Teens capture history

Ron Richardson, a board member for History House, encourages students to generate displays for the museum's rotating exhibits. "It gives kids community service," Ron explains practically, although his real agenda is "a young generation connecting with an older."

It is no wonder then, that Ron brags on the Diaries Project at Chief Sealth High School as overseen by teacher Gary Thomsen. Students there don't just connect with an older generation, they seek out, sort and share history in a format accessible to everyone. They've chosen "The Diary of Lake Union" as their next project - a documentary of history, happenings on the lake and information from a University of Washington geologist.

Sound ambitious? It wears me out to think of the magnitude of it, but Ron suggested I look at what they've already done. Since 2001, Sealth students have created video histories of many Seattle neighborhoods in their Sports Events Marketing & Video Production class.

They've captured White Center, West Seattle and Delridge. They've begun on a third documentary about Highpoint, one that gives a voice to community members as they reestablish the area. The first they did covered area history while the second, "Highpoint 2: The Making of a Community," focused on the rebuild and won an Emmy.

Nothing existed when they began work on South Park. No one had collected a history of the area when teenagers, for school credit, spent their time and energy to create a historic overview. Now the video, available through Seattle Public Libraries, gives everyone an opportunity to learn about the neighborhood.

I spoke with Amanda Zahler, the producer of The Diary of Lake Union. A senior at Sealth, she has energy and enthusiasm that I envy. She began working on the Diaries Projects as a sophomore. When I looked over the list of projects for this school year - "The Diary of Lake Union" is one of about eight - Amanda's initials appear next to a few. On one, Amanda explained casually that a publisher has contracted them to complete a written version of the South Park documentary.

Lake Union stands as "one of the furthest out" neighborhoods they've tried to capture and an unfamiliar area for teens from the south end of Seattle. They don't know our houses and streets but Amanda confidently states, "We'll learn!" This is also the first time they've chosen a marine environment, "for the most part its neighborhoods," Amanda admitted.

"So many components," Amanda said of their gathering process, "there is always something for everyone to do." Chun Zeng, another student collaborator, will create a historic timeline of the lake. "It's not really easy," Chun admitted. One whole class will dedicate time to help research starting with Internet searches and spreading out from there.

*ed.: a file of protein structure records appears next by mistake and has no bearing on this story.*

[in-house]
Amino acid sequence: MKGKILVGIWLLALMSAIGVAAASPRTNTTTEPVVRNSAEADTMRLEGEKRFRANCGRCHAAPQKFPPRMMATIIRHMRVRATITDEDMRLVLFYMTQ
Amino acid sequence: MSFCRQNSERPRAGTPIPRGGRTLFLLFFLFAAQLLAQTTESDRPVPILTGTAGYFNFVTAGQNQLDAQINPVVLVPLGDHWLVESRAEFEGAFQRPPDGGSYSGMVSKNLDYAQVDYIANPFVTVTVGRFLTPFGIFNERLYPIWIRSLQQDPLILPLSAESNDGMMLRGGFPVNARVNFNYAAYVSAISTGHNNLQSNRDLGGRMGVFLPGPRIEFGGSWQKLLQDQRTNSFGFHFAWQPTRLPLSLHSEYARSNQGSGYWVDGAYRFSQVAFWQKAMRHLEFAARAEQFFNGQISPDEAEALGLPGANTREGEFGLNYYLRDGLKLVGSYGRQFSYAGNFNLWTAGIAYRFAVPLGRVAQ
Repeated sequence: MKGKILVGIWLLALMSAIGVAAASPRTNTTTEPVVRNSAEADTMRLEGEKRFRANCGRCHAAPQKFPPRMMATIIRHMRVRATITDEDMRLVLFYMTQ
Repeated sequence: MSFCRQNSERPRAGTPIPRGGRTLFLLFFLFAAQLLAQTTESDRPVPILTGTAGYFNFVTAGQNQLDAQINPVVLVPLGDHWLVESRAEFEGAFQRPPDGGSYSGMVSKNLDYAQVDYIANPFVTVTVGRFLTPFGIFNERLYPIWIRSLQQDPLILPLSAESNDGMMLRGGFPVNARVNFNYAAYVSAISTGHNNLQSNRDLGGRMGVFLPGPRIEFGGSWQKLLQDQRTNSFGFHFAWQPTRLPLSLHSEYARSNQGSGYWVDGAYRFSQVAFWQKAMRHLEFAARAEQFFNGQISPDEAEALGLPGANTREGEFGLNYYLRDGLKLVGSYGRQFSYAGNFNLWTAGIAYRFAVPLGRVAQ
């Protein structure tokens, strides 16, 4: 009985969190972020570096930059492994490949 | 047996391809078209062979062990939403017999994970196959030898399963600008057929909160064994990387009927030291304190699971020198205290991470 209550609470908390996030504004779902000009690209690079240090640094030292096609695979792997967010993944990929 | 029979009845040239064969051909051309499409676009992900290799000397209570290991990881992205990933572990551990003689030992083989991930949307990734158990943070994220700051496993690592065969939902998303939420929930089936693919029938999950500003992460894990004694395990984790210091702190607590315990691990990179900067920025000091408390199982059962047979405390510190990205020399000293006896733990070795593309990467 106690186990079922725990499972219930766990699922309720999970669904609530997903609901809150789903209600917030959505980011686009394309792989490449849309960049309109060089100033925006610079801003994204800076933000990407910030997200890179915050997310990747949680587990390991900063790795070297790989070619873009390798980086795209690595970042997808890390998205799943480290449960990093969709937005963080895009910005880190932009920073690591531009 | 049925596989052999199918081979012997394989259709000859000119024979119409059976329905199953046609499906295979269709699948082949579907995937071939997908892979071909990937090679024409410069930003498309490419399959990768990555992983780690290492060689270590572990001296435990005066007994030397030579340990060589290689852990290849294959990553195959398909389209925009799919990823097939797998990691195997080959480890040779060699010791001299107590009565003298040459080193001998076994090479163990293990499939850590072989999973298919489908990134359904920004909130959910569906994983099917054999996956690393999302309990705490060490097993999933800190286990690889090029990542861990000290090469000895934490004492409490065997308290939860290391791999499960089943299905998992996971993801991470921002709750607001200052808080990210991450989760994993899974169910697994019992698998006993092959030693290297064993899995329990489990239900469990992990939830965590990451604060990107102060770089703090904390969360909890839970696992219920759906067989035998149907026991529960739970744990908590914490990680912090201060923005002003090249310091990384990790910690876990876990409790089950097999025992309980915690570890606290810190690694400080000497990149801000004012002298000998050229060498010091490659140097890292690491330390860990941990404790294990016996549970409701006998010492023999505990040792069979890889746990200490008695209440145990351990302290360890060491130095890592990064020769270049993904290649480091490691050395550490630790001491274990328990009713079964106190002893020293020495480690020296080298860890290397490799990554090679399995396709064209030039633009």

Valerie Cook will visit area schools, both public and private, to find out what Lake Union means to the kids. "I'm just learning a lot of stuff today," she says about names of schools and contacts. "I want to do the project," Valerie said with spirit, even if it is an awesome undertaking in addition to after school sports commitments.

Aaron Granillo, another senior, works as cameraman and got to film the Head of the Lake Regatta, a new event held on Lake Union, in the rain. He's worked on several previous projects and explained that the final product usually clocks in at 30 - 60 minutes but "this one is probably longer." Interviews, often done on their own time, take half an hour then get edited down to "sound bites" according to Aaron. For Amanda the final viewing is "sometimes depressing. This is it?" For all their work, they give us a well-crafted, well-researched but quick, living document.

Right now, neither Aaron nor Amanda have an agenda or script for the documentary. They leave that up to their Advisory Board - made up of History House and any other willing area volunteers. The final script also depends on materials, interviews and research. In a week, Amanda hopes for another Advisory Board meeting, to develop a comprehensive list of contacts. Amanda will ask the Board "if we're on the right track. What do they think is important?"

While Amanda realistically admits there can "easily be setbacks," they expect to have screenings in the spring or early summer at Sealth and History House. The worst setback for these eager, dedicated and impressive teens could be a lack of contacts. Can you help? If you are someone, or know someone, who can contribute please contact Mr. Thomsen or Amanda at 206/252-8598 or by e-mail at sportsmarketing1@comcast.net.

I've heard of teens in trouble, and those that cause trouble, but here comes the real next generation. Let's see if we can help them help all of us capture our history.

Kirby Lindsay, a Fremont native, looks forward to learning about the Lake. She invites your comments at fremont@oz.net.[[In-content Ad]]